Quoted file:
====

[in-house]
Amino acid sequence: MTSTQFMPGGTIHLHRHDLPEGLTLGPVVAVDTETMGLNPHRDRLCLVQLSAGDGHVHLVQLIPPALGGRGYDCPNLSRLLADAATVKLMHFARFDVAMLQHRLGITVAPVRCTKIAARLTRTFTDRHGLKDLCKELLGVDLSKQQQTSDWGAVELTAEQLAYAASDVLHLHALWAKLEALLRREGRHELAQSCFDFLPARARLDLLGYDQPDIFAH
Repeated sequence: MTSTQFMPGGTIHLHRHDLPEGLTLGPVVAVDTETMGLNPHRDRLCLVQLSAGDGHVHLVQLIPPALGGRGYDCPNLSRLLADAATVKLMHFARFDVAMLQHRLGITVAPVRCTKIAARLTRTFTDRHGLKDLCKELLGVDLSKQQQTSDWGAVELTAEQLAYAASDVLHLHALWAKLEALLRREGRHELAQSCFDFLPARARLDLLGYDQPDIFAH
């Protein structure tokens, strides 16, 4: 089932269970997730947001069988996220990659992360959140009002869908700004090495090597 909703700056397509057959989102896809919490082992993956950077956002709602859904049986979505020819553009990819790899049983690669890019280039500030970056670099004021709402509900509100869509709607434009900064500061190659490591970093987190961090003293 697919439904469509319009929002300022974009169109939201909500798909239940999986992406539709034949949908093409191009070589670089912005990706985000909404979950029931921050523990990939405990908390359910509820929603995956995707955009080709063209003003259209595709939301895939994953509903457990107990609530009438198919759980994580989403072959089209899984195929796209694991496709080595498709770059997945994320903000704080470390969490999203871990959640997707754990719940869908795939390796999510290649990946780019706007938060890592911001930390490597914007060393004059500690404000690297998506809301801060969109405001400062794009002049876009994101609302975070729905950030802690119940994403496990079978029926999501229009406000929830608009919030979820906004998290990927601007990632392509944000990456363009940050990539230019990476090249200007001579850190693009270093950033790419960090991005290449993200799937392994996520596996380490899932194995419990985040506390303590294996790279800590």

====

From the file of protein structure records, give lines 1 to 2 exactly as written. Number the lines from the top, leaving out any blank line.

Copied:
[in-house]
Amino acid sequence: MTSTQFMPGGTIHLHRHDLPEGLTLGPVVAVDTETMGLNPHRDRLCLVQLSAGDGHVHLVQLIPPALGGRGYDCPNLSRLLADAATVKLMHFARFDVAMLQHRLGITVAPVRCTKIAARLTRTFTDRHGLKDLCKELLGVDLSKQQQTSDWGAVELTAEQLAYAASDVLHLHALWAKLEALLRREGRHELAQSCFDFLPARARLDLLGYDQPDIFAH